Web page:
There are times, in our national political conversation, when the good news is so pathetically puny that it actually makes you feel worse.
Like speculation that if things go really well this spring in Washington, Congress may be able to keep the Highway Trust Fund from going bankrupt. Or that New York’s State Legislature might be able to pass some reforms, were it not distracted by a potential indictment of the Senate’s majority leader.
It gives you the same sensation you might feel if your house was flattened by a tornado and the insurance company called to assure you that they’re replacing the porch light.
This brings us to Wednesday’s Supreme Court ruling on judicial elections.
I know “judicial elections” is possibly not the topic you were hoping for. However, this is truly exciting news:
The nation’s top court has decided that it’s OK for the state of Florida to prohibit judicial candidates from calling up people who are likely to have business before their court and asking for contributions.
The majority opinion stressed that Florida still allows judges up for re-election to create campaign committees to do their fundraising. Also to write thank-you letters to donors. Chief Justice John Roberts added that it was fine for judicial candidates to “give speeches and put up billboards. They can contact potential supporters in person, on the phone, or online. They can promote their campaigns, on radio, television or other media.” Don’t want the world to think we’re getting carried away.
The reform community was thrilled. This is how low our expectations for clean elections have dropped, people.
“Great news,” said the nonpartisan advocacy group Justice at Stake.
“A momentous victory for public faith in the integrity of our judicial system,” said an attorney at the Campaign Legal Center.
We are talking here about a 5-4 decision. Four of the nine justices felt this was going too far. Antonin Scalia — what would we do without Scalia? — found the whole idea of restricting judges’ ability to hit up trial lawyers for money a “wildly disproportionate restriction” upon judicial candidates’ right of free speech.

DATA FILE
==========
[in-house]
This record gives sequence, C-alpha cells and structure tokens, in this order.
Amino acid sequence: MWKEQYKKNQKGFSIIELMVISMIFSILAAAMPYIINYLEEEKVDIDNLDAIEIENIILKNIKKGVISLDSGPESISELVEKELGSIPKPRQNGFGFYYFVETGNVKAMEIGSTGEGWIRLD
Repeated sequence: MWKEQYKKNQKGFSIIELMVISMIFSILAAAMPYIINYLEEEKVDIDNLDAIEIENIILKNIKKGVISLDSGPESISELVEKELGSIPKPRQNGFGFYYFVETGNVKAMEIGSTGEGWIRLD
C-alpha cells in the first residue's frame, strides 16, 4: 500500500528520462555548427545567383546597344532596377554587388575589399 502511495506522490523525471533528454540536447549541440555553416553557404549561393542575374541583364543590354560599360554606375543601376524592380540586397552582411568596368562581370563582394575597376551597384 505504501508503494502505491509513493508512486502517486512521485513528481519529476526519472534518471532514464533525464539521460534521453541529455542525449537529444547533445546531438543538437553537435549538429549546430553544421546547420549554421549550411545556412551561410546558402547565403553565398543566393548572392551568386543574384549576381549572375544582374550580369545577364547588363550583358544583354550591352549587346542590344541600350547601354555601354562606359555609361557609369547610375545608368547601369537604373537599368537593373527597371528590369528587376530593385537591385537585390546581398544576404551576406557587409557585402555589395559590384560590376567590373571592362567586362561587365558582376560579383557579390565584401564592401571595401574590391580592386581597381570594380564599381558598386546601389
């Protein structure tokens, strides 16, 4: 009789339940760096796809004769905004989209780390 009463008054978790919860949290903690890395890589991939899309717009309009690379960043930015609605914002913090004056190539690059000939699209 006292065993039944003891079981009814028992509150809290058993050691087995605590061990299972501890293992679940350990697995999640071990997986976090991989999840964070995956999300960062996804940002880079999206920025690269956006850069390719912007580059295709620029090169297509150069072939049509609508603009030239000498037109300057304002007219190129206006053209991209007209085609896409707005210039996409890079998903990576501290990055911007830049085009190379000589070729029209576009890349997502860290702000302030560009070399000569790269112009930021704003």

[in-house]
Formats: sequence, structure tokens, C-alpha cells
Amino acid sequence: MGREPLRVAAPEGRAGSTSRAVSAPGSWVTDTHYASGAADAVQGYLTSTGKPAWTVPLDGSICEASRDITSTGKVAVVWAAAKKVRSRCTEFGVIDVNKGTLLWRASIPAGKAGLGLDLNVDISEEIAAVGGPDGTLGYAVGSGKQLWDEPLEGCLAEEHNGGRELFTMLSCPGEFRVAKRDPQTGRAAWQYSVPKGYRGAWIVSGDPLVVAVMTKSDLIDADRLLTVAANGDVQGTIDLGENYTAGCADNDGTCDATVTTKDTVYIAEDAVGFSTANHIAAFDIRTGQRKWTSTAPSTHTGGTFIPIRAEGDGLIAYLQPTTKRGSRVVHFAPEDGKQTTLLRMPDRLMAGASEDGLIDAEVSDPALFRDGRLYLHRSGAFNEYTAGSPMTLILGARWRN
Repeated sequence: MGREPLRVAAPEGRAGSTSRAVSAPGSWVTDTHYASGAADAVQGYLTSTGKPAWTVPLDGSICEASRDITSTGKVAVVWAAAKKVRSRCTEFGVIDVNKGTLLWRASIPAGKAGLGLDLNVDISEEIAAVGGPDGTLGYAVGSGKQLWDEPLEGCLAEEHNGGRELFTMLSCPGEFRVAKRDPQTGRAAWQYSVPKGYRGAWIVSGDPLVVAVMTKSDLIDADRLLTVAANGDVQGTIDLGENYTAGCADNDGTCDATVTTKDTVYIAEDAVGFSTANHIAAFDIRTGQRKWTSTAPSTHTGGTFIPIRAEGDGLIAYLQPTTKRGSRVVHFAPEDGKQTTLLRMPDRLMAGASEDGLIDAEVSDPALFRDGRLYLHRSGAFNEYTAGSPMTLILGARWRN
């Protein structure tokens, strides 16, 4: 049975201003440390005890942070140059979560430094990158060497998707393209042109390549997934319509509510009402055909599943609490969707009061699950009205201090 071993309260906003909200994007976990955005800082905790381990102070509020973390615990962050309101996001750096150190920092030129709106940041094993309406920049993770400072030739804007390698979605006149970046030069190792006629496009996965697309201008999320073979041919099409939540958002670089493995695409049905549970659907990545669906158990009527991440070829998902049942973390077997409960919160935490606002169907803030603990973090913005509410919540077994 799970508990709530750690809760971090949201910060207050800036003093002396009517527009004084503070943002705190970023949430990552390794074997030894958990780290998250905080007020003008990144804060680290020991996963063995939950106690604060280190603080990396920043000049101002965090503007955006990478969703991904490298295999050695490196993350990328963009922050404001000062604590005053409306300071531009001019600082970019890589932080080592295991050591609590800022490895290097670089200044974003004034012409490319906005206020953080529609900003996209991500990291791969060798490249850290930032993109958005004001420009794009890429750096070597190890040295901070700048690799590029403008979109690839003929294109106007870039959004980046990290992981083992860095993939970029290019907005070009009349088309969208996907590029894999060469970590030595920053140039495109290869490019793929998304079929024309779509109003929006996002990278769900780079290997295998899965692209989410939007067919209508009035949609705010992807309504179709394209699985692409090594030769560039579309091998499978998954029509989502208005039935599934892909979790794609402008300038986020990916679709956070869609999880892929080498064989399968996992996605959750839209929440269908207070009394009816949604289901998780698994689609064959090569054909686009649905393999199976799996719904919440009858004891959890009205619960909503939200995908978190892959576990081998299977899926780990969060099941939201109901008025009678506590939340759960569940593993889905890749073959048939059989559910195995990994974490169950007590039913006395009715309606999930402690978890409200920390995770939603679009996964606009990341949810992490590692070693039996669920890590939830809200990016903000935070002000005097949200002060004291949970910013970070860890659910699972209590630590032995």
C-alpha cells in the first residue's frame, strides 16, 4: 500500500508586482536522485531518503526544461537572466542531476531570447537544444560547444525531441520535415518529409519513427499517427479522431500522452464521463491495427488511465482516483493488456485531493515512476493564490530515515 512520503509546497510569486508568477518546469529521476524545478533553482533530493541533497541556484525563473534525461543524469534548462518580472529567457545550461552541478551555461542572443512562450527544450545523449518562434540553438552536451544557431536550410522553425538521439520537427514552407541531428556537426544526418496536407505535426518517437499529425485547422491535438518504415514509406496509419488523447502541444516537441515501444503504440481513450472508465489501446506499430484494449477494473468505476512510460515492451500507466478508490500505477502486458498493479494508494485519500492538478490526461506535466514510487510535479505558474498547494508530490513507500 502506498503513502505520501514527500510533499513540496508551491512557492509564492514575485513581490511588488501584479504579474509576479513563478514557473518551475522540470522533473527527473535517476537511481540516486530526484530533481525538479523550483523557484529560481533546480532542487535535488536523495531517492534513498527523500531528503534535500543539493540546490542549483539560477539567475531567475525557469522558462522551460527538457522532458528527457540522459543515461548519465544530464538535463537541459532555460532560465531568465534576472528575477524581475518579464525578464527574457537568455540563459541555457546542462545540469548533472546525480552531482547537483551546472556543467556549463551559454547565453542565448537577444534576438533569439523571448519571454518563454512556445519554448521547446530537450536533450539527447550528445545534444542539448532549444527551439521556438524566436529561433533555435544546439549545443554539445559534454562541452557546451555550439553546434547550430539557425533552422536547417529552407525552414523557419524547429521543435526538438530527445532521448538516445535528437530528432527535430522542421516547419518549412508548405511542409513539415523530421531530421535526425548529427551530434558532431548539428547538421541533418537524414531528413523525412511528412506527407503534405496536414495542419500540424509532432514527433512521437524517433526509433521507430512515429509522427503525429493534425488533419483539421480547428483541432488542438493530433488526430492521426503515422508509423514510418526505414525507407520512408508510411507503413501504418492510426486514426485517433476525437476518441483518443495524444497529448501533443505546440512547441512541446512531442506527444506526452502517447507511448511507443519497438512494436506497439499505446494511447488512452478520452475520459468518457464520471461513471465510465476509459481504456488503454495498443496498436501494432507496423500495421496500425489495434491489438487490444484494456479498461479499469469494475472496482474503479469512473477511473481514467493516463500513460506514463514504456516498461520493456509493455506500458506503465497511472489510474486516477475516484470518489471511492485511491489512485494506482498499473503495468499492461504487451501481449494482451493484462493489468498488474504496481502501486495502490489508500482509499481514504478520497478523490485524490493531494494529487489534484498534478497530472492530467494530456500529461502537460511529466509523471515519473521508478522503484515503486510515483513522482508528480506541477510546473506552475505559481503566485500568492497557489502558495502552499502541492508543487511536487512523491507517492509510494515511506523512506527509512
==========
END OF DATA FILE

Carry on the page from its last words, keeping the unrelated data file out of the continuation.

“Look, any time we can get a campaign finance victory from this Supreme Court majority, the response should be: hallelujah,” said Fred Wertheimer of Democracy 21.
Wertheimer has been fighting to get big money out of political campaigns since the beginning of time. And what have you and I done? Zip. So he and his fellow reformers deserve a happy day and the last word. After we sigh a deep sigh.
Roberts provided the swing vote on the decision, an irony not lost on pretty much anybody. It’s been Roberts who’s led the court in castrating limits on the role of big money in other elections. The difference in this case, he explained, is that “judges are not politicians.” While Roberts thinks his own profession needs to appear impartial and above the fray, he appears to feel that there’s no need whatsoever for the public to believe that candidates for, say, president of the United States, aren’t being swayed by rich donors.
The case was brought by Lanell Williams-Yulee, a plaintiff who you’ve got to feel at least a little bit sorry for. She ran for a seat on the county court in Tampa and sent out a general appeal for donations, promising to “bring fresh ideas and positive solutions to the judicial bench.” It produced no contributions whatsoever. The incumbent walloped her in a primary. And then, to add insult to injury, the Florida Bar charged Williams-Yulee with violating its rule on personal solicitation of donations, recommended a reprimand and ordered her to pay $1,860 in court costs.
Williams-Yulee argued that her First Amendment rights were being violated. In the real world, the level of public interest in judicial elections is generally so minimal that she’d probably have needed George Clooney, a rock band and several really adorable kittens to attract any voter attention.
There are ways to make the selection of judges better. You could provide public financing, like several states did with a matching fund system that the court ruled unconstitutional in 2011. Or give the whole job of filling the bench to a nonpartisan committee of experts, a process known as “merit selection.” Who could be against merit selection? A whole bunch of places, actually.
“In recent years I have been distressed to see persistent efforts in some states to politicize the bench and the role of our judges,” former Justice Sandra Day O’Connor said last year.
O’Connor has made merit selection her grand crusade since she retired in 2006. On the one hand, that’s a great cause. On the other, her departure triggered the current Roberts era, which then turned our presidential elections into one long dating game between candidates and corporate oligarchs.
But at least it’s constitutional to draw a line for judges at the thank-you letter stage. Whoopee.
Gail Collins joined The New York Times in 1995 as a member of the editorial board and later as an Op-Ed columnist. In 2001 she became the first woman ever appointed editor of the Times’s editorial page.